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Landlords and TV licensing

TV licences in rental property

by .

The TV licence is a vital part of our day-to-day entertainment. Unfortunately, timeless modern opuses such as Snog, Marry, Avoid? don’t just fund themselves; the creators need money to continue to generate slice after slice of televisual gold. Enter the TV licence.

Many of us know that you only need a TV licence if you use a device such as a television or computer to watch or record television programmes as they are being broadcast. If you don’t use a device for this, you don’t have to have a licence. The BBC has confirmed that, even if you own a television, you needn’t be licensed if you only use it to, say, listen to digital radio or watch DVDs.

TV licences in rental properties

The rules for rental property are much the same – yours will need to be licensed if your tenants use any devices to watch or record live TV. It will generally be the tenants’ responsibility to pay for it unless you provided the means for them to watch TV (such as if you installed the television aerial). If this is the case, you’ll need to purchase the TV licence, unless the tenancy agreement specifies that your tenants need to.

It’s important you make sure your tenants know for sure whether or not they’ll need a licence and that you won’t incur the costs of any fines for not having one (which can be around £1,000). Make sure the tenancy agreement states that your tenants can’t watch any broadcast television without a licence. It wouldn’t hurt to include the information in this blog and contact details for TV Licensing in their tenancy pack, either.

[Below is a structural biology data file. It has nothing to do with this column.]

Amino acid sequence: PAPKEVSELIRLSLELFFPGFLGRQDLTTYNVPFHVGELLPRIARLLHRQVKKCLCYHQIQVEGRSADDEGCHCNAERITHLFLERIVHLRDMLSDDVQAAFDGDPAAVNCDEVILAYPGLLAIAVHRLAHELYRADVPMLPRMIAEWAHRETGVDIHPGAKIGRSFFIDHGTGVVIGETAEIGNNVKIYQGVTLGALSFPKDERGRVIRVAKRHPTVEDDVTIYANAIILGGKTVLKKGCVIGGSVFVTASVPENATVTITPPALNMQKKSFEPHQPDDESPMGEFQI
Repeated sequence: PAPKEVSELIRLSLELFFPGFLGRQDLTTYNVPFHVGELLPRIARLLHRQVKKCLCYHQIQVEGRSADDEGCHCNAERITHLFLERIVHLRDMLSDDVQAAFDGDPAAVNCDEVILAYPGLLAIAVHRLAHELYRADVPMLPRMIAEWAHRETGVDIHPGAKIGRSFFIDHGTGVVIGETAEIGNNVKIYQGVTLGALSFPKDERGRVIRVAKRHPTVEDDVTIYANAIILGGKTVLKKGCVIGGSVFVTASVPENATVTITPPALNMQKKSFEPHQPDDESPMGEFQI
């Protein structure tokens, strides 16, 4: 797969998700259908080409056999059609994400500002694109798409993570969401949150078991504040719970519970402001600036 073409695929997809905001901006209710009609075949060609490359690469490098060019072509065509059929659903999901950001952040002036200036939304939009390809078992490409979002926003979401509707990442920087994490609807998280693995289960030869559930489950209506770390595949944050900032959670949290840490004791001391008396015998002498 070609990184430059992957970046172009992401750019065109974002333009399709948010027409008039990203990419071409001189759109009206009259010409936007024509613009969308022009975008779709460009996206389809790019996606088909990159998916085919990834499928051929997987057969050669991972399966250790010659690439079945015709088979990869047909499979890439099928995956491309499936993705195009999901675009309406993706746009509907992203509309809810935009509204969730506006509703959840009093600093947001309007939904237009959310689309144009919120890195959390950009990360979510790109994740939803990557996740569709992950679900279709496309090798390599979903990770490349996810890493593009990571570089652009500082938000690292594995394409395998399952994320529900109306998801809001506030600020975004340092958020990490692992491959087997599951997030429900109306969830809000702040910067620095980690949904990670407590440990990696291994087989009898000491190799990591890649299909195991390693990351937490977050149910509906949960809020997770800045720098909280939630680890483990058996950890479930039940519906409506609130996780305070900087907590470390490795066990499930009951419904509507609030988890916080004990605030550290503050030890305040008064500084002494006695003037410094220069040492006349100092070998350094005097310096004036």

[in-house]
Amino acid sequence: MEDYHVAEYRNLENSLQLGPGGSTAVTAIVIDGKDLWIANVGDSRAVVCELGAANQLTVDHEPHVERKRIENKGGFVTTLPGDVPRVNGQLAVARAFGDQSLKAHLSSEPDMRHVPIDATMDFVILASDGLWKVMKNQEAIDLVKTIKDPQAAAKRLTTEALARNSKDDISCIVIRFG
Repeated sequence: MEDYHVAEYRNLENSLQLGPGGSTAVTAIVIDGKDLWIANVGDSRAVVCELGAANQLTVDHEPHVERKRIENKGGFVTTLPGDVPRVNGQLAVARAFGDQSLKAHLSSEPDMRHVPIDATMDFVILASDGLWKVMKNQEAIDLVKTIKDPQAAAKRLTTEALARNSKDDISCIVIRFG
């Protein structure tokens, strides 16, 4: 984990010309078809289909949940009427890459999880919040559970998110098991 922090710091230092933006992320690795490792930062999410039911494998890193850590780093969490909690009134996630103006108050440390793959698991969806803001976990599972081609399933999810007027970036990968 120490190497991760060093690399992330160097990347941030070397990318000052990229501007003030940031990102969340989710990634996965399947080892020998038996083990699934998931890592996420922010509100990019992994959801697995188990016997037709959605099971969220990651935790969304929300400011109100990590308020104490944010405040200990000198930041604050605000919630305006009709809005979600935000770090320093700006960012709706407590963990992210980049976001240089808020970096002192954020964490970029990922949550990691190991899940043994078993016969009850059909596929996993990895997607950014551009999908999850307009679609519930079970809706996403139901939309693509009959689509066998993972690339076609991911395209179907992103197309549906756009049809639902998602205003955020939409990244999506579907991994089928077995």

TV licences in HMOs (Houses in Multiple Occupation)

If you let to individual tenants in a house share, each tenant who watches or records live TV in their room needs a separate licence.

If your sharer tenants are part of a joint contract, one licence will likely cover the whole house – however, a tenant who has exclusive access to some facilities (in effect, living in a self-contained part of the property) might need a separate TV licence. If in doubt, check with the chaps at TV Licensing.

(Do students need a TV licence?)

Unlike council tax, students don’t get a TV licence exemption; if you let to students, the normal rules apply. However, if one of your student tenants watches TV on a device that is internally powered and not plugged in to an aerial or the mains, they’ll be covered by the TV licence at their out-of-term address (if it has one).

Lodgers and TV licences

If your lodger is someone who has a relationship with you (for instance, an au pair, housekeeper, nanny, family member or common law partner) and shares your property and facilities with you, they’ll be covered by your TV licence.

Lodgers with no relationship to you, and lodgers who do have a relationship but who live in a self-contained floor or annex or a separate building, need their own TV licence if they watch or record TV.

How do I get a TV licence?

The cost for a TV licence is £145.50 for a colour television or £49.90 for a black and white one. If you or your tenants need a TV licence, get in touch with TV Licensing and let them know.

For more advice and guidance for landlords, visit www.turnkeylandlords.co.uk.

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Amelia Vargo is an online marketing executive for CT Capital. Amelia writes for Turnkey Mortgages, Turnkey Landlords, TurnKey Bridging, TurnKey Life and Commercial Trust.